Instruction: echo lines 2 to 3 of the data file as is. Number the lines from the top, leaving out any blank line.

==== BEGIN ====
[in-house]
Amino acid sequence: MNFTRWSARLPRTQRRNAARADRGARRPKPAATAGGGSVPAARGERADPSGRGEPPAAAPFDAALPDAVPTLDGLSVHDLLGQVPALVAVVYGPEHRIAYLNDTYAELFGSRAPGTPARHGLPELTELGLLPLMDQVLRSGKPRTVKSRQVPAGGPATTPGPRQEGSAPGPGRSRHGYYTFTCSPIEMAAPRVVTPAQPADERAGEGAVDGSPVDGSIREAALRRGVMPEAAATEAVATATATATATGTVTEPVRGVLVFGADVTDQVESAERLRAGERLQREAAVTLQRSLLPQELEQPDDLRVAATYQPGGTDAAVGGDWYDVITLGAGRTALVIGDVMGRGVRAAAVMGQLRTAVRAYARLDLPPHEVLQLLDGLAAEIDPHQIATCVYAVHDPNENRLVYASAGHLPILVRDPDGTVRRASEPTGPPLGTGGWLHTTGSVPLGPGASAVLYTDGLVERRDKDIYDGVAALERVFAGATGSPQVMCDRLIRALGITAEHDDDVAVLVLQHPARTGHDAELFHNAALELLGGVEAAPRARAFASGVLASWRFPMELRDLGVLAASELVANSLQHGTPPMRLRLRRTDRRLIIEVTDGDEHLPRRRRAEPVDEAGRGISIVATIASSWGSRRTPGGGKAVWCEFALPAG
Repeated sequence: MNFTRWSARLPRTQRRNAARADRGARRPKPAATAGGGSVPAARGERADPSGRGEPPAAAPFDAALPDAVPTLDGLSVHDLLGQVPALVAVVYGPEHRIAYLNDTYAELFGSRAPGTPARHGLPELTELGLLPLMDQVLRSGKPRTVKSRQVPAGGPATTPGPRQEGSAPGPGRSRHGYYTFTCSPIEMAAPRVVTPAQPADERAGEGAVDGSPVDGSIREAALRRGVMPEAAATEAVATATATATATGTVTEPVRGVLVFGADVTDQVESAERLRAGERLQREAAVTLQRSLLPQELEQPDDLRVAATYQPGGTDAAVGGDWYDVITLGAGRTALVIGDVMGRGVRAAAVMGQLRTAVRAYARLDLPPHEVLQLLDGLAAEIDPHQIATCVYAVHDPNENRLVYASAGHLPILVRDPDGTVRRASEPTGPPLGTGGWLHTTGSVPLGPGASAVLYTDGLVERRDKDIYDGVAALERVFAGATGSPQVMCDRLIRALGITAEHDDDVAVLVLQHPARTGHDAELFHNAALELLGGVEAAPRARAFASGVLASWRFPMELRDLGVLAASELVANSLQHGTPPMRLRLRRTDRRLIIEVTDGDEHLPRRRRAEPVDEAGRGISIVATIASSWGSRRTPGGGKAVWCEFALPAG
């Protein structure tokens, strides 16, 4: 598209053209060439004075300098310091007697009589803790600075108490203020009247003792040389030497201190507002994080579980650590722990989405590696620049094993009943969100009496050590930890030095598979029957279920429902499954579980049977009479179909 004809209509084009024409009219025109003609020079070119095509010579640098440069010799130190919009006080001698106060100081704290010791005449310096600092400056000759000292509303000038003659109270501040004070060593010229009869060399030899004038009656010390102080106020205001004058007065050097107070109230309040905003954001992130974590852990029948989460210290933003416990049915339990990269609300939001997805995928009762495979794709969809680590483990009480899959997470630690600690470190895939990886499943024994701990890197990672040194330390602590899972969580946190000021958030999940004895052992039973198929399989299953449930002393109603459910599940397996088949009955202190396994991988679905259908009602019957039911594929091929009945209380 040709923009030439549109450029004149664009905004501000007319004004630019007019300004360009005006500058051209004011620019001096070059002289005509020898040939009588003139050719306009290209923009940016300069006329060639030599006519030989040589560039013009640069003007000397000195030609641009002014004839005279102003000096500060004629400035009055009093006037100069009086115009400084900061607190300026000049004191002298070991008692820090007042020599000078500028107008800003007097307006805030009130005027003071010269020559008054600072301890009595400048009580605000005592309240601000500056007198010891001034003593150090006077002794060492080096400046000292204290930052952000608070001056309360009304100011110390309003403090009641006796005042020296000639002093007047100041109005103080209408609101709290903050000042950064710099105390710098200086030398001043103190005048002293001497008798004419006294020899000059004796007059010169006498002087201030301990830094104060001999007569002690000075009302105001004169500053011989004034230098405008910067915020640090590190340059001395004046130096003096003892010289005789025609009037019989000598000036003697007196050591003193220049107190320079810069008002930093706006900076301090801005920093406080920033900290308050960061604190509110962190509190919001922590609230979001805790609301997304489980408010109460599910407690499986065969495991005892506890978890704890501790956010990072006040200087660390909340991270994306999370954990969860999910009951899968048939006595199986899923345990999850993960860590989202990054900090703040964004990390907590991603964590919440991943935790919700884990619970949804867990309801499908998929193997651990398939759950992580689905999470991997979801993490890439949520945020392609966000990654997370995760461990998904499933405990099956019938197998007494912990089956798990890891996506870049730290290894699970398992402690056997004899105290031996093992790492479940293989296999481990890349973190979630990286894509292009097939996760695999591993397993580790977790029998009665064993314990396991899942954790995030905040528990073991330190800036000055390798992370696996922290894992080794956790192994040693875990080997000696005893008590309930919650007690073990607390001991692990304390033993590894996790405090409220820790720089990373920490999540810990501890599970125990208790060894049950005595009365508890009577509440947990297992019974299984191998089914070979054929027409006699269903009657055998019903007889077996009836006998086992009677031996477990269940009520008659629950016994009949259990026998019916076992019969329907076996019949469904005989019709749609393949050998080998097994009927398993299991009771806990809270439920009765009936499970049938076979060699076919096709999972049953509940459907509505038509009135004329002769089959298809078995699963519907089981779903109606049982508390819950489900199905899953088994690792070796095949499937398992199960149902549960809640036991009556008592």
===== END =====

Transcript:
Amino acid sequence: MNFTRWSARLPRTQRRNAARADRGARRPKPAATAGGGSVPAARGERADPSGRGEPPAAAPFDAALPDAVPTLDGLSVHDLLGQVPALVAVVYGPEHRIAYLNDTYAELFGSRAPGTPARHGLPELTELGLLPLMDQVLRSGKPRTVKSRQVPAGGPATTPGPRQEGSAPGPGRSRHGYYTFTCSPIEMAAPRVVTPAQPADERAGEGAVDGSPVDGSIREAALRRGVMPEAAATEAVATATATATATGTVTEPVRGVLVFGADVTDQVESAERLRAGERLQREAAVTLQRSLLPQELEQPDDLRVAATYQPGGTDAAVGGDWYDVITLGAGRTALVIGDVMGRGVRAAAVMGQLRTAVRAYARLDLPPHEVLQLLDGLAAEIDPHQIATCVYAVHDPNENRLVYASAGHLPILVRDPDGTVRRASEPTGPPLGTGGWLHTTGSVPLGPGASAVLYTDGLVERRDKDIYDGVAALERVFAGATGSPQVMCDRLIRALGITAEHDDDVAVLVLQHPARTGHDAELFHNAALELLGGVEAAPRARAFASGVLASWRFPMELRDLGVLAASELVANSLQHGTPPMRLRLRRTDRRLIIEVTDGDEHLPRRRRAEPVDEAGRGISIVATIASSWGSRRTPGGGKAVWCEFALPAG
Repeated sequence: MNFTRWSARLPRTQRRNAARADRGARRPKPAATAGGGSVPAARGERADPSGRGEPPAAAPFDAALPDAVPTLDGLSVHDLLGQVPALVAVVYGPEHRIAYLNDTYAELFGSRAPGTPARHGLPELTELGLLPLMDQVLRSGKPRTVKSRQVPAGGPATTPGPRQEGSAPGPGRSRHGYYTFTCSPIEMAAPRVVTPAQPADERAGEGAVDGSPVDGSIREAALRRGVMPEAAATEAVATATATATATGTVTEPVRGVLVFGADVTDQVESAERLRAGERLQREAAVTLQRSLLPQELEQPDDLRVAATYQPGGTDAAVGGDWYDVITLGAGRTALVIGDVMGRGVRAAAVMGQLRTAVRAYARLDLPPHEVLQLLDGLAAEIDPHQIATCVYAVHDPNENRLVYASAGHLPILVRDPDGTVRRASEPTGPPLGTGGWLHTTGSVPLGPGASAVLYTDGLVERRDKDIYDGVAALERVFAGATGSPQVMCDRLIRALGITAEHDDDVAVLVLQHPARTGHDAELFHNAALELLGGVEAAPRARAFASGVLASWRFPMELRDLGVLAASELVANSLQHGTPPMRLRLRRTDRRLIIEVTDGDEHLPRRRRAEPVDEAGRGISIVATIASSWGSRRTPGGGKAVWCEFALPAG